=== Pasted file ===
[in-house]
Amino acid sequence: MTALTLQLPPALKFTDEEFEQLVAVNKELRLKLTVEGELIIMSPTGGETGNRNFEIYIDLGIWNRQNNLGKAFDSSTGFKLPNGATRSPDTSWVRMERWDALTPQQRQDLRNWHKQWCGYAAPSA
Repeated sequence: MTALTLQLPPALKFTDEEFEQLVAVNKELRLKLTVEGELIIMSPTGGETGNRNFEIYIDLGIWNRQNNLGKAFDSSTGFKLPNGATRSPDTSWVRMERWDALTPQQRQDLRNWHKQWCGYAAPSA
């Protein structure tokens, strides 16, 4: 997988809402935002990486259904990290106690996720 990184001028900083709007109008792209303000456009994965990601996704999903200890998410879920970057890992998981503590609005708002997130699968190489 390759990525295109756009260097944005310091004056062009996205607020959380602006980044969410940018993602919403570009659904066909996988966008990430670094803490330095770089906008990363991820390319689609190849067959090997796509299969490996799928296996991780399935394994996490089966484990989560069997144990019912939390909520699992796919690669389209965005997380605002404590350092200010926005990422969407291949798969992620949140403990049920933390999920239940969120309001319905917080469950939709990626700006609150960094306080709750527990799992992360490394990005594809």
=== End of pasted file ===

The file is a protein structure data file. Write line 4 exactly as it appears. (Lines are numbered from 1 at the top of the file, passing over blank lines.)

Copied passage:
């Protein structure tokens, strides 16, 4: 997988809402935002990486259904990290106690996720 990184001028900083709007109008792209303000456009994965990601996704999903200890998410879920970057890992998981503590609005708002997130699968190489 390759990525295109756009260097944005310091004056062009996205607020959380602006980044969410940018993602919403570009659904066909996988966008990430670094803490330095770089906008990363991820390319689609190849067959090997796509299969490996799928296996991780399935394994996490089966484990989560069997144990019912939390909520699992796919690669389209965005997380605002404590350092200010926005990422969407291949798969992620949140403990049920933390999920239940969120309001319905917080469950939709990626700006609150960094306080709750527990799992992360490394990005594809």